Laurel Caverns

Laurel Hill Cave - Delaney's Cave - Dulany's Cave


Useful Information

Location: East of Uniontown. Off US 40, 8km south of Mount Summit Inn.
Open: MAR to APR Sat, Sun 9-17 (last tour).
MAY to OCT daily 9-17 (last tour), tour every 20min.
OCT to NOV Sat, Sun 9-17 (last tour).
DEC to FEB closed.
[2007]
Fee: Adults USD 10, Children (12-18) USD 8, Children (6-11) USD 7, Children (0-5) free, Seniors (65+) USD 9.
[2007]
Classification:  Karst cave, Mississippian Loyalhanna limestone.
Light: electric
Dimension: L=4,972m, VR=136m, T=12°C.
Guided tours: D=55min.
Photography:  
Accessibility:  
Bibliography: Kevin Patrick (2004): Pennsylvania Caves & other rocky roadside wonders, Stackpole Books, Mechanicsburg, Pa, USA, 248 pp, illus. p 10, 19, 22-23, 26, 31, 70-73, 75, 79, 89-90, 162-65, 167-68, 169, 175-176, 220, 226.
Ralph W Stome (1932): Pennsylvania Caves, Pennsylvania Geological Survey Fourth Series, Bulletin G3, p 70-75, survey, 5 photos.
Address: Laurel Caverns, P.O. Box 62, 2 Skyline Drive, Farmington, PA 15437, Tel: +1-724-438-3003 or (800)515-4150, Fax: +1-724-437-1925.
As far as we know this information was accurate when it was published (see years in brackets), but may have changed since then.
Please check rates and details directly with the companies in question if you need more recent info.
Last update:$Date: 2015/08/30 21:59:23 $

History

 
1816first described by John Paxton as Laurel Hill Cave.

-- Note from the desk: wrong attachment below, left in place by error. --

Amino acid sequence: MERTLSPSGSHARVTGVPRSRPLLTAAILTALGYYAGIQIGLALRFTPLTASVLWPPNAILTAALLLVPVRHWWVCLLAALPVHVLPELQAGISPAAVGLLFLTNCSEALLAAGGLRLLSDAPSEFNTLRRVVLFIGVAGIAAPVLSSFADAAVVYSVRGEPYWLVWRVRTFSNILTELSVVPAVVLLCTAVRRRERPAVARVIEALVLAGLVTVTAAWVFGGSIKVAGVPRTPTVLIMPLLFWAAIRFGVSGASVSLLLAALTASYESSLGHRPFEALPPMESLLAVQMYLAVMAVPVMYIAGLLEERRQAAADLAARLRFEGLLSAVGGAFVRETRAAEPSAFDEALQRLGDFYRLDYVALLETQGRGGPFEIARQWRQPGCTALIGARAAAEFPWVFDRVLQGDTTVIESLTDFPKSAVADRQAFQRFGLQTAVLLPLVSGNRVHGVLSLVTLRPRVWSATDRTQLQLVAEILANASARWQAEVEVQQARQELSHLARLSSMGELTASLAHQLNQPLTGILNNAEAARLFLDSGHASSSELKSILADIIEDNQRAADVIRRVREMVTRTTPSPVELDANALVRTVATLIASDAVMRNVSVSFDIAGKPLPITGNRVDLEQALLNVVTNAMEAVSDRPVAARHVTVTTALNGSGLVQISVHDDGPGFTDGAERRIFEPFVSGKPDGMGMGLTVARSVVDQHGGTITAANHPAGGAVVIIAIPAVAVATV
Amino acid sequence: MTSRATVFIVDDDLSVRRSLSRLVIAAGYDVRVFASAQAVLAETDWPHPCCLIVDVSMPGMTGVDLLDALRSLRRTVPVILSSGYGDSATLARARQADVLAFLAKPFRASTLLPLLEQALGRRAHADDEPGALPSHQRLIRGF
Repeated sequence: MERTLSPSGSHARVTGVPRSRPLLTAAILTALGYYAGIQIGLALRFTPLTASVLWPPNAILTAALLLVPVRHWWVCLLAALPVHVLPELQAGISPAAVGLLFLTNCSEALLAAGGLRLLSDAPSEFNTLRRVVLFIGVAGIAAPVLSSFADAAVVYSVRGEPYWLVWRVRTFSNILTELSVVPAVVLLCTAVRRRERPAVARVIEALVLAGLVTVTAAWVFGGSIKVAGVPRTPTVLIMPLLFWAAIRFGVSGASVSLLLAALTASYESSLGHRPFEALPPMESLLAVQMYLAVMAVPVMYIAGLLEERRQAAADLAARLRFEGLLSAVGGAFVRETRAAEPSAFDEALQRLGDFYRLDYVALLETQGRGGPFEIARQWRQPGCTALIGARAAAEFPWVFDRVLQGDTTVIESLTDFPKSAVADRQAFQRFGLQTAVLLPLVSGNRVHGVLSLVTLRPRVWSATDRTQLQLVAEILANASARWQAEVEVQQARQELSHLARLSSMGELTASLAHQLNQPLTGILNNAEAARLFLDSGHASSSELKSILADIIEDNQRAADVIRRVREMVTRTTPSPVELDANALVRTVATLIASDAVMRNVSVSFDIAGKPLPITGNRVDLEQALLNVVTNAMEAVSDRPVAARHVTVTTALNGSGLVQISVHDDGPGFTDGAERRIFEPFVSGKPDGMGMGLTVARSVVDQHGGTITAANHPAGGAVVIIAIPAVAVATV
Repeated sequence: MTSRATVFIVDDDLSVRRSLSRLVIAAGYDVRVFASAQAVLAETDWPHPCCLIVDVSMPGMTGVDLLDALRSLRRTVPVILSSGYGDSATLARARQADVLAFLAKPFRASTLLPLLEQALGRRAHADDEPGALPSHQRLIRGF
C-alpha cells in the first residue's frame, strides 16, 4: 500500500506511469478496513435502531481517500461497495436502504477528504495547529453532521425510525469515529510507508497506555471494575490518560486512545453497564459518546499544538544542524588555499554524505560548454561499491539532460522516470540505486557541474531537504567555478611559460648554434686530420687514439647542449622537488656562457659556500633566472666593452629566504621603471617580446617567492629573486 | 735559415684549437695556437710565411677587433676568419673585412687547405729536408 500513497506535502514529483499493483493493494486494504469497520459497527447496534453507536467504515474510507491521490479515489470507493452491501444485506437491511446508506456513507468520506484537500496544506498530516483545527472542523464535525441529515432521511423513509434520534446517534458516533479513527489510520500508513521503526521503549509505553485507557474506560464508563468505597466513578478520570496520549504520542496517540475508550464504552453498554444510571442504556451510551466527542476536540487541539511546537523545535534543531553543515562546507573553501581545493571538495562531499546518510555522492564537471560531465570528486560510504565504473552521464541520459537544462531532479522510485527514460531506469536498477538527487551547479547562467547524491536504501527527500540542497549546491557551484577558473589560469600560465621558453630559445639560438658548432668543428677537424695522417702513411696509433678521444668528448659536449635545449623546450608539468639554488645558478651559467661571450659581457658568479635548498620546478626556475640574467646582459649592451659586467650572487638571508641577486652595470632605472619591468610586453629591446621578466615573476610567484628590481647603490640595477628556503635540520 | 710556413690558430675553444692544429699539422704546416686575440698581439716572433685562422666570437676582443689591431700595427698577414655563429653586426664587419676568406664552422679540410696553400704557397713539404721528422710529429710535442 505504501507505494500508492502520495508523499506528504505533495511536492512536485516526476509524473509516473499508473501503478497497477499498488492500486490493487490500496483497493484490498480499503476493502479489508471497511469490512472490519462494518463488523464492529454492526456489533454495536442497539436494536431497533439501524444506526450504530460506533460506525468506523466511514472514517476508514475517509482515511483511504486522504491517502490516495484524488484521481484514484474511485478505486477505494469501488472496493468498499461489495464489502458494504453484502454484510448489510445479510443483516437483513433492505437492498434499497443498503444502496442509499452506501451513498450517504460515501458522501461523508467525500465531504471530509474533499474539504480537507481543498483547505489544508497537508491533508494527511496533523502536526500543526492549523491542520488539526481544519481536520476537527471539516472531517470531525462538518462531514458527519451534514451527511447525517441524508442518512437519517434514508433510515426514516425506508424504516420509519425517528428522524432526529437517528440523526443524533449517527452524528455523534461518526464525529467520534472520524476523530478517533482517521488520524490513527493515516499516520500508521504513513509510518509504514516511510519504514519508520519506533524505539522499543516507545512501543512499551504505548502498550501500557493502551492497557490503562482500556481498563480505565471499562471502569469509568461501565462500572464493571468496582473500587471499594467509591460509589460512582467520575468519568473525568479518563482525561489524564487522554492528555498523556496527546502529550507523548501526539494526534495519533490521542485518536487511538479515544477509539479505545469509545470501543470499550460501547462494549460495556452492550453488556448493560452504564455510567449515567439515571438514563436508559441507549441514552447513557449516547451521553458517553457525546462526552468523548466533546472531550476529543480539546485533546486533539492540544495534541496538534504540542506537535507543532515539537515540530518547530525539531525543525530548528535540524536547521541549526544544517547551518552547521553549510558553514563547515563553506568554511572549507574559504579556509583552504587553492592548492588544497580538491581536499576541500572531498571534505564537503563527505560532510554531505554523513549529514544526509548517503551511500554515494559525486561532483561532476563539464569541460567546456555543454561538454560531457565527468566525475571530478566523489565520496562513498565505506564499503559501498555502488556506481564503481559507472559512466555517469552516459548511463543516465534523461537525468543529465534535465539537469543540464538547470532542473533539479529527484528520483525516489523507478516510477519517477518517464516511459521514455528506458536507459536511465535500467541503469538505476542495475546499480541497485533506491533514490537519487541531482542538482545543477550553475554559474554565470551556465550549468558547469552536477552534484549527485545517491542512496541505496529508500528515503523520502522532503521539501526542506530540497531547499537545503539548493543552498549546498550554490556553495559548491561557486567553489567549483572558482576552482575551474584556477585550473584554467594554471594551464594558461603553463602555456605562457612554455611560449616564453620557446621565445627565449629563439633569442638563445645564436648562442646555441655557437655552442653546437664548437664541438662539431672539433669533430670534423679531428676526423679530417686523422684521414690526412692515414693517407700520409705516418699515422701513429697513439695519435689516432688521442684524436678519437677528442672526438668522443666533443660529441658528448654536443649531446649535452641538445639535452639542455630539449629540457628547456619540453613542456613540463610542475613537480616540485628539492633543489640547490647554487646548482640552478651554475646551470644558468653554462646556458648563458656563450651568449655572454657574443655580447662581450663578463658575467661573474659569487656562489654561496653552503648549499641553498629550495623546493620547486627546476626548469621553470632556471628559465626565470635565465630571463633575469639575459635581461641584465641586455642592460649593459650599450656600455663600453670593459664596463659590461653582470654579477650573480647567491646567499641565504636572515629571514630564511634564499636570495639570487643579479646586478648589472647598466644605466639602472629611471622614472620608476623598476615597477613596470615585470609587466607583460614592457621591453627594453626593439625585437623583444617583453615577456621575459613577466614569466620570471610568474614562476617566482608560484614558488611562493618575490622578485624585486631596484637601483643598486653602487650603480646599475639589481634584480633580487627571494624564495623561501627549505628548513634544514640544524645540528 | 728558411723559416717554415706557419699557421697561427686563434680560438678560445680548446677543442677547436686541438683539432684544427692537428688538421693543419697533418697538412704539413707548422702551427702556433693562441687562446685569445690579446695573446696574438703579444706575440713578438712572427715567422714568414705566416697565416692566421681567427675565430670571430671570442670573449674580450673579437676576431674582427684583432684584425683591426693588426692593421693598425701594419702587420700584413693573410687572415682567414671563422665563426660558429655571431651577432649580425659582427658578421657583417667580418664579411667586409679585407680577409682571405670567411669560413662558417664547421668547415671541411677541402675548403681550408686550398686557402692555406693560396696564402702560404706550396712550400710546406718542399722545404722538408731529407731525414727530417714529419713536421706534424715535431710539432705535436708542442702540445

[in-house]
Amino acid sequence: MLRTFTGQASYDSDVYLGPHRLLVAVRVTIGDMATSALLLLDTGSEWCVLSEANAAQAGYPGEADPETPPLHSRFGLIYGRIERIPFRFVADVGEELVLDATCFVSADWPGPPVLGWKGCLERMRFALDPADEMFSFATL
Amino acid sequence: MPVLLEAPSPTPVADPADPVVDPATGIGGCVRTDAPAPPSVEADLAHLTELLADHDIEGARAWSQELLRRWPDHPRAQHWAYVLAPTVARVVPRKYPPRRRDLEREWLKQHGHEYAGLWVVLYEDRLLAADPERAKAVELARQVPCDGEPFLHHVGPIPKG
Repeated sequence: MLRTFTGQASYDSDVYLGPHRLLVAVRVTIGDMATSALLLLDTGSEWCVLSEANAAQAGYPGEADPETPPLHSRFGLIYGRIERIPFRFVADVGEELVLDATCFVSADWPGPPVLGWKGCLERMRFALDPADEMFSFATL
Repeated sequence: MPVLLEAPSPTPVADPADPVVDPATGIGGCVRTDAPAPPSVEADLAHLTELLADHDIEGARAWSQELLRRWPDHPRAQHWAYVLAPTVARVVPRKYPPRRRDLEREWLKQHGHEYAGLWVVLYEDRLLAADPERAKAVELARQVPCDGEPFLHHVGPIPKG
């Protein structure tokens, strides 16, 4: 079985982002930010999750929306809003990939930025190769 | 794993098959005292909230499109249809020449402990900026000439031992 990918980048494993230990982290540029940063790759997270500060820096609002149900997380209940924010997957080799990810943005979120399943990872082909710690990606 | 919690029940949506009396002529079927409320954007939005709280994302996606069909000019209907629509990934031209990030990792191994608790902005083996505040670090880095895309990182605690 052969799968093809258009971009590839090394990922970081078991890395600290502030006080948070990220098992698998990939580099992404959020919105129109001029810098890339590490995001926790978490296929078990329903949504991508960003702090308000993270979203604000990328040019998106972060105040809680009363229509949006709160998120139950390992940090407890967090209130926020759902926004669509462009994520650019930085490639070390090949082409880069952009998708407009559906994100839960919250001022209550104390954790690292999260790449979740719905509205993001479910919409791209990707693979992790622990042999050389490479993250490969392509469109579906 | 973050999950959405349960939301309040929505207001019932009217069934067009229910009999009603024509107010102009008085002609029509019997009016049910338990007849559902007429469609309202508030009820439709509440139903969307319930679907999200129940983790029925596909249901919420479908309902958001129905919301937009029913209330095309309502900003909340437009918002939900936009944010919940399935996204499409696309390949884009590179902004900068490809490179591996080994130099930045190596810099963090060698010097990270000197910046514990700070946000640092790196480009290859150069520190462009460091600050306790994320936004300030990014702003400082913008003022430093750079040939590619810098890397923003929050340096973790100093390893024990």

1926Roy and Norman Cale buy Delaney's Cave and make a parking lot near the entrance.
1931cave visited by 1,780 people.
1964opened to the public and renamed Laurel Caverns by Norman Cale.

Description

Laurel Caverns is located on Chestnut Ridge at the head of Cave Hollow. The cave formed in a unusual sort of limestone containing a high amount of quartz aka silica. This mineral is not soluble in water under the conditions of karst, so it remains nearly unchanged when the limstone is dissolved. The silica minerals form a fine sediment on the cavern floor, looking rather similar to beach sand.

The upper level of the cave is looking like a maze, with passages in two main directions with 90° in between. So the survey of this level looks similar to the map of an American city. The passages are tilted with about 15°, following the layers of the limestone, which is a little irritating at first. The regular tours show this level of the cave.

The lower level is mainly a spacious meandering passageway with the typical quartz sand on the floor. This part of the cave may be visited on spelunking tours with flashlights and caving equipment. Once this level was visited in self guided spelunking tours, furnished with a cave map. Today the spelunking tours are guided.

Former names of Laurel Caverns are Laurel Hill Cave and Delaney's Cave, also spelt De Laney, Delany and Dulany.


See also


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